‘Fiddler’ raises roof at Edison Theatre


What would you rather do — see the St. Louis Cardinals win their first World Series Championship in 24 years or see yet another production of Fiddler on the Roof? For many St. Louisans and Parents Weekend visitors at Washington University’s Edison Theatre, the answer was to go to see the superb production of Fiddler on the Roof, while videotaping the championship game at home. Those who made that choice were not disappointed. With a truly memorable portrayal of Tevye by David Weiss, a 19-year-old Wash U theater/English sophomore from Norman, Okla., backed up by a fine supporting cast, the university’s Performing Arts Department made the very familiar musical fresh and extremely engaging.

Fiddler on the Roof, set in the Russian Jewish shtetl of Anatevka in 1905, first opened on Broadway at the Imperial Theatre on Sept. 22, 1964, with the immortal Zero Mostel in the physically and emotionally demanding role of Tevye the Dairyman. Fiddler became one of the all-time favorite Broadway musicals with 3,242 performances from that first run. Since then, with other theatrical and film giants as Herschel Bernardi, Theodore Bikel, Luther Adler and Chaim Topol in the protagonist’s role, the play has enjoyed enduring success. Among its numerous local performances are several appearances at the Fox Theatre and the Muny, to say nothing of the countless high school and college productions.

Based on the stories of Sholom Aleichem, often called “the Jewish Mark Twain,” Fiddler’s music is by Jerry Bock; lyrics by Sheldon Harnick; book by Joseph Stein, based specifically on Aleichem’s stories about “Tevye and His Daughters.”

Tevye, the hard-working dairyman of the village of Anatevka in Czarist Russia of 1905, is not a scholar and certainly is not the “rich man” he dreams of becoming. Yet his profound belief in God and his willingness, Moses-like, to constantly have “face-to-face” conversations and even arguments with his Creator, is portrayed with superb range and skill by David Weiss. In physique, Weiss more closely resembles Mandy Patinkin than Zero Mostel, and he uses his own gifts of body language, a strong acting and singing voice and excellent sense of timing to fully realize Tevye’s dilemmas as his daughters one by one question the “Tradition” which he feels is being threatened by “a world turning upside down” and the encroachment of modernism.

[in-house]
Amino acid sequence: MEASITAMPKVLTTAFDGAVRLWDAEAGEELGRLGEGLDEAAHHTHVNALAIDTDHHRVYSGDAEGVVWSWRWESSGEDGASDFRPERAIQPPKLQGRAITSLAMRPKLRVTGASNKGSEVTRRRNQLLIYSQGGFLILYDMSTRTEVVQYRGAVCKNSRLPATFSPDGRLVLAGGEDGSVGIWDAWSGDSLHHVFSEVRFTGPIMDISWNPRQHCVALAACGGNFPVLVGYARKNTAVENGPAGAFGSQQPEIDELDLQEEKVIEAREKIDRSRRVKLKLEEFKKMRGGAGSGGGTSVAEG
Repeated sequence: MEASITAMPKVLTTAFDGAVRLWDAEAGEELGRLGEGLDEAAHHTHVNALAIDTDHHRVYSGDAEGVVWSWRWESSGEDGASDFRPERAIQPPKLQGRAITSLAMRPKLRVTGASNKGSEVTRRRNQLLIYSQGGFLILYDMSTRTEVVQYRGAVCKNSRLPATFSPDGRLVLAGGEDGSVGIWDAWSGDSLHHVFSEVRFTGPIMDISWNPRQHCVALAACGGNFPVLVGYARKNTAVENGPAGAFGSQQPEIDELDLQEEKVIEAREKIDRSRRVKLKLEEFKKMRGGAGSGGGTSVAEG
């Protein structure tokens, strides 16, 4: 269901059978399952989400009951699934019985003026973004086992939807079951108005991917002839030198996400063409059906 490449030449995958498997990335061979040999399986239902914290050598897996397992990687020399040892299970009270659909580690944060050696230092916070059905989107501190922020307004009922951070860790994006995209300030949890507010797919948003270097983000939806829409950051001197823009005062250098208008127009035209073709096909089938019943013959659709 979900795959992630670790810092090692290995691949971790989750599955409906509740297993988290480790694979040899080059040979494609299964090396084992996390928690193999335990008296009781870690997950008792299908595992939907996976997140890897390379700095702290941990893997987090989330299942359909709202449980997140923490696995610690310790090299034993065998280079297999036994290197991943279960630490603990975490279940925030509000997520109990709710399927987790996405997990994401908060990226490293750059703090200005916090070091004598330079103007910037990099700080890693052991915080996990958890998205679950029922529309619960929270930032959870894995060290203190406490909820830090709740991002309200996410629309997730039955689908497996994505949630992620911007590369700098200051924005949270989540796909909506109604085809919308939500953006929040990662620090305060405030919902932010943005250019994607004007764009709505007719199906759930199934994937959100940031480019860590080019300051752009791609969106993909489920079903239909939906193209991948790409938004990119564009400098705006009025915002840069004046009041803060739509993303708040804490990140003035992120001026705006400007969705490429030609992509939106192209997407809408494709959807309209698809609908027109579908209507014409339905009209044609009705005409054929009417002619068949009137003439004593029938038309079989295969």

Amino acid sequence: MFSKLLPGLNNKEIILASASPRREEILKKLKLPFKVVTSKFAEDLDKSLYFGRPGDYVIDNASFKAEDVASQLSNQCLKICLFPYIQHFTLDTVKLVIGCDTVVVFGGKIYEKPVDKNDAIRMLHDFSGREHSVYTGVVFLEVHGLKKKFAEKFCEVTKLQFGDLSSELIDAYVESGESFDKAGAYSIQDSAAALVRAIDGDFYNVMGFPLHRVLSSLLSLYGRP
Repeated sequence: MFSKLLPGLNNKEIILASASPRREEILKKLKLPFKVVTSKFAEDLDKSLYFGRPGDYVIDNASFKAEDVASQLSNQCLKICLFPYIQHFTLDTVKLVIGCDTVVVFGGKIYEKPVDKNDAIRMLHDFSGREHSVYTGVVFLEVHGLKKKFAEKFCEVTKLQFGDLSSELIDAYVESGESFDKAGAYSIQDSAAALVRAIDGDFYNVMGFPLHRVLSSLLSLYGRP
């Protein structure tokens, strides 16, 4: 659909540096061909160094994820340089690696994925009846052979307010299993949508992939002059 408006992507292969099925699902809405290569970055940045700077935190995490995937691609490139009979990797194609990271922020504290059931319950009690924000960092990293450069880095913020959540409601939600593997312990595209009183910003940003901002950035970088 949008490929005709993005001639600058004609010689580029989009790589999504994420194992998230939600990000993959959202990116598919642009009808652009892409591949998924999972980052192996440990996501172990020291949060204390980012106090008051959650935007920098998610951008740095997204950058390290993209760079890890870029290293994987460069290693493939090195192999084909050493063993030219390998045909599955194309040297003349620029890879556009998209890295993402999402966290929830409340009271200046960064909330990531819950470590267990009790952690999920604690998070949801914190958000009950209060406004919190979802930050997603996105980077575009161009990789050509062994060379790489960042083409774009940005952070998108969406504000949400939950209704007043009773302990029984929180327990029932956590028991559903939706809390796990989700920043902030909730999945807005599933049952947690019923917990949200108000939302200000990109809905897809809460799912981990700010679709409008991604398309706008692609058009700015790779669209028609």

In addition to Weiss, strong performances are contributed by Lauren Dusek as Tevye’s strong-willed wife of 25 years, Golde; Sari Abraham as Yente the Matchmaker and by Jackie Dodd, Carolina Reiter, Catherine Moreton and Molly Salomon as their daughters. Micha Herstand is believable in the role of Motel, the humble tailor who works up the courage to tell Tevye he wants to marry his daughter, because “even a poor tailor is entitled to some happiness.” Nathan Wineinger delivers a strong performance as Lazar Wolf, the butcher, who must accept the humiliation of being rejected as a husband even after he and Tevye agree that he would marry Tzeitel.

Working with the very familiar material, excellent work is obvious on the part of Jeffrey Matthews, artistic director; Lisa Campbell-Albert, musical director; Christine Knoblauch-O’Neal, choreographer; Justin Barisonek the scenic designer, whose sets are evocative and often stunning; Leah Battin, costume designer; Charles Chapman, lighting designer (especially the Sabbath and wedding scenes); Stephanie Caplin, properties manager and Sarah Mackowski, stage manager. The band on opening night did an admirable job of replicating the original music by Jerry Bock for the lyrics by Sheldon Harnick. There were a few instances of the music being too loud for the dialogue to be easily heard and there were some discordant notes, but these problems could be corrected easily in rehearsal.

The youthful cast brought new dynamism and freshness to a story that was in danger of becoming hackneyed by over-exposure.

In 2006, we are exactly 101 years after the 1905 depiction of Fiddler on the Roof. For many American Jews of Eastern European descent, the story of Anatevka and the musings and struggles of Tevye and his daughters and sons-in-law are idealized versions of our own ancestry. A century later, we continue to wrestle with our own issues of when to resist change out of respect for “Tradition” or to embrace it out of realism or to maintain “shalom bayit,” peace in our homes.

The play will run on the Edison Stage through Nov. 5.

For tickets call 3l4-935-6643, or visit Metrotix.com.